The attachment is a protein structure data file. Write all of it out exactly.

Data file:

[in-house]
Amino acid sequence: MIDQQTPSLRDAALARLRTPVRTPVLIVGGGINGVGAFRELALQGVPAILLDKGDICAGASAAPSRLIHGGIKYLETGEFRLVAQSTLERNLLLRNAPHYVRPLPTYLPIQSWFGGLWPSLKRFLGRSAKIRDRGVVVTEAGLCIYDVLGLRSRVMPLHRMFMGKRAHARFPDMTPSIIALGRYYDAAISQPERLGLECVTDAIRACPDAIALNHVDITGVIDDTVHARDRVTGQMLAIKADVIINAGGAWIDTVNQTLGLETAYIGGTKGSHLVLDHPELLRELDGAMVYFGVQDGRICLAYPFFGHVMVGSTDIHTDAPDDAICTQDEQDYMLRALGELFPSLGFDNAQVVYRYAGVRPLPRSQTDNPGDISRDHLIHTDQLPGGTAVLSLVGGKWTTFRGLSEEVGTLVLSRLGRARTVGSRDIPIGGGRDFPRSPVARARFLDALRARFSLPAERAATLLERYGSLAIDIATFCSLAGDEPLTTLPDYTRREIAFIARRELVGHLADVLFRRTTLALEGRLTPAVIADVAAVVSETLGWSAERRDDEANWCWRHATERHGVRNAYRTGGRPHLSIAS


[in-house]
Amino acid sequence: MIDQQTPSLRDAALARLRTPVRTPVLIVGGGINGVGAFRELALQGVPAILLDKGDICAGASAAPSRLIHGGIKYLETGEFRLVAQSTLERNLLLRNAPHYVRPLPTYLPIQSWFGGLWPSLKRFLGRSAKIRDRGVVVTEAGLCIYDVLGLRSRVMPLHRMFMGKRAHARFPDMTPSIIALGRYYDAAISQPERLGLECVTDAIRACPDAIALNHVDITGVIDDTVHARDRVTGQMLAIKADVIINAGGAWIDTVNQTLGLETAYIGGTKGSHLVLDHPELLRELDGAMVYFGVQDGRICLAYPFFGHVMVGSTDIHTDAPDDAICTQDEQDYMLRALGELFPSLGFDNAQVVYRYAGVRPLPRSQTDNPGDISRDHLIHTDQLPGGTAVLSLVGGKWTTFRGLSEEVGTLVLSRLGRARTVGSRDIPIGGGRDFPRSPVARARFLDALRARFSLPAERAATLLERYGSLAIDIATFCSLAGDEPLTTLPDYTRREIAFIARRELVGHLADVLFRRTTLALEGRLTPAVIADVAAVVSETLGWSAERRDDEANWCWRHATERHGVRNAYRTGGRPHLSIAS